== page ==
Small Hours

Wed 3rd – Mon 29th August 2016


Dominic Leonard

at 22:50 on 10th Aug 2016



The main advantage of studio spaces for philosophical theatre is the liminal, metaphorical space the black curtains and minimal staging can create. This is used to great advantage by writer and director Anna Jeary, creating a play that is ambitiously thoughtful whilst wearing the guise of an unassuming comedic drama.

The presiding feeling I have watching Small Hours is a desire to be friends with the characters. This is the play’s greatest strength – friendship is difficult to convey, but Jasmine Price and Talor Hanson manage to create this closeness with ease. Hanson is the more playful of the two, serving as a foil to the more contemplative Price (complete with name-drops of Sartre and Derrida, no less), and her liveliness and charming obscenity lights up the play even in its more reflective moments.

The two friends frankly discuss sexual exploits (including what exactly a ‘friendly penis’ looks like), but it is a light-heartedness which belies the seriousness of the driving themes of the play: motherhood, remembrance, and loneliness. Bathos is palpable; in a discussion of how one can become immortal through being remembered, one character remarks that they hope to be remembered like ‘leaving a skidmark on the world’.

The pacing is well orchestrated by Jeary, such that the change of tone is smooth and assured. There are no bombshells, but instead an uncomfortable undercurrent that slowly widens, as Price tries desperately to remember events, replaying them in her mind and getting increasingly frustrated as she is unable to line them up properly. The sensation one gets is that of looking through the cracks of a humble façade into something darker, into the question the play quietly mulls on: how do you remember someone?

Ultimately, the question is too big for such a piece to properly encompass, and the play at moments of climax has a tendency to buckle under the weight of its conceit. The use of lighting (particularly without any sound) to represent time changes is out of place and distracting, making it harder to get to grips with how exactly the play deals with time. The crux of the play is only directly dealt with in the final ten minutes, which doesn’t feel like enough time to properly expound on the issue.

Nonetheless, the comic and clever writing well-performed by the delightful leads adds up to a very enjoyable 40 minutes that, like many a drunken conversation in the small hours of morning, lulls you in with frivolity before startling you with something more profound than you expected.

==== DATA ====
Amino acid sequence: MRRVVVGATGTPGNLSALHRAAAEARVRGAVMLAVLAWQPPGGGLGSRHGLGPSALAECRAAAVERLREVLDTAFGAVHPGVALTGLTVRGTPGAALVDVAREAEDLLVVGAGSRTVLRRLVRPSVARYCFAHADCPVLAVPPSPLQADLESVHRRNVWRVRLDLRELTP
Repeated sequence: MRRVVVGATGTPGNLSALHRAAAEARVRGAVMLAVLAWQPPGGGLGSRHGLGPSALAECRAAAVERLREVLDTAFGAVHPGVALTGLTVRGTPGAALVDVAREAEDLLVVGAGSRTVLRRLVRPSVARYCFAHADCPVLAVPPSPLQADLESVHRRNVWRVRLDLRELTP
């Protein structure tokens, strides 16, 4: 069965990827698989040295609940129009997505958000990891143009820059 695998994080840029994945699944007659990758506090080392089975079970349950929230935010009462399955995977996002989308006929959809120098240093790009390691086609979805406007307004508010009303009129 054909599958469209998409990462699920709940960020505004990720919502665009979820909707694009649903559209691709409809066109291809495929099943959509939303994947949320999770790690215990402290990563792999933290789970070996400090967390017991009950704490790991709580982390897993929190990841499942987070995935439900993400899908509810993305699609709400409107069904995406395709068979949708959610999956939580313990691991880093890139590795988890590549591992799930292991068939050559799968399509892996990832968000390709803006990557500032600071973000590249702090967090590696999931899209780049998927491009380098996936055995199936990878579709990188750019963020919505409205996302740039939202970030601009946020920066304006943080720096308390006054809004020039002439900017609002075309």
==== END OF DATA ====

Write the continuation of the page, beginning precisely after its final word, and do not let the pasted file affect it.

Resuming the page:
Sebastian Ng

at 09:21 on 11th Aug 2016



Two armchairs, one red and the other green, occupied by two women who have a conversation for 45 minutes. It sounds like it might be a snoozefest, but it’s not, because the dialogue – despite being gossipy, aimlessly stream-of-consciousness and riddled with conversational cul-de-sacs – somehow manages to hold our attention ... up to a point.

Credit goes to writer-director Anna Jeary, whose dialogue rambles along a string of subjects like a Brownian particle. It is sprinkled with naughty humour, and moves along just sprightly enough to hold our attention for fifteen minutes or so. The fact that it manages to sustain interest for this long is noteworthy, and part of that is due to the easy chemistry that actresses Talor Hanson and Jasmine Price have with each other.

The objective to the audience's eavesdropping does finally get dropped in, a revelation that works because it is slipped into the conversation in a lightly measured way. The twist is not initially spelled out, but in an instant it changes our perspective on the conversation that has gone before. Having said that, the revelation itself is neither profound nor creative, and by then the play has answered most of its own questions. One waits for a cathartic moment, either an intense falling out or a sense of closure between the two women; we do get one, but it is rather inconclusive. The decision to maintain the static staging, even at the final section of the play, might have been a mistake.

The issue with the script is that it still feels like it was written on the fly. There are pop culture references, for example, that feel like they were included because they were the first thing that fleeted into the writer's mind. They sometimes serve as inside references for the two characters, to demonstrate their familiarity with each other, but frequently it results in the audience observing their friendship from without, rather than sharing in their emotional trajectory.

Overall it is a pleasant enough play, but the monotonous emotional arc, and feeling of remoteness from the women's relationship, makes the play feel somewhat inconsequential.


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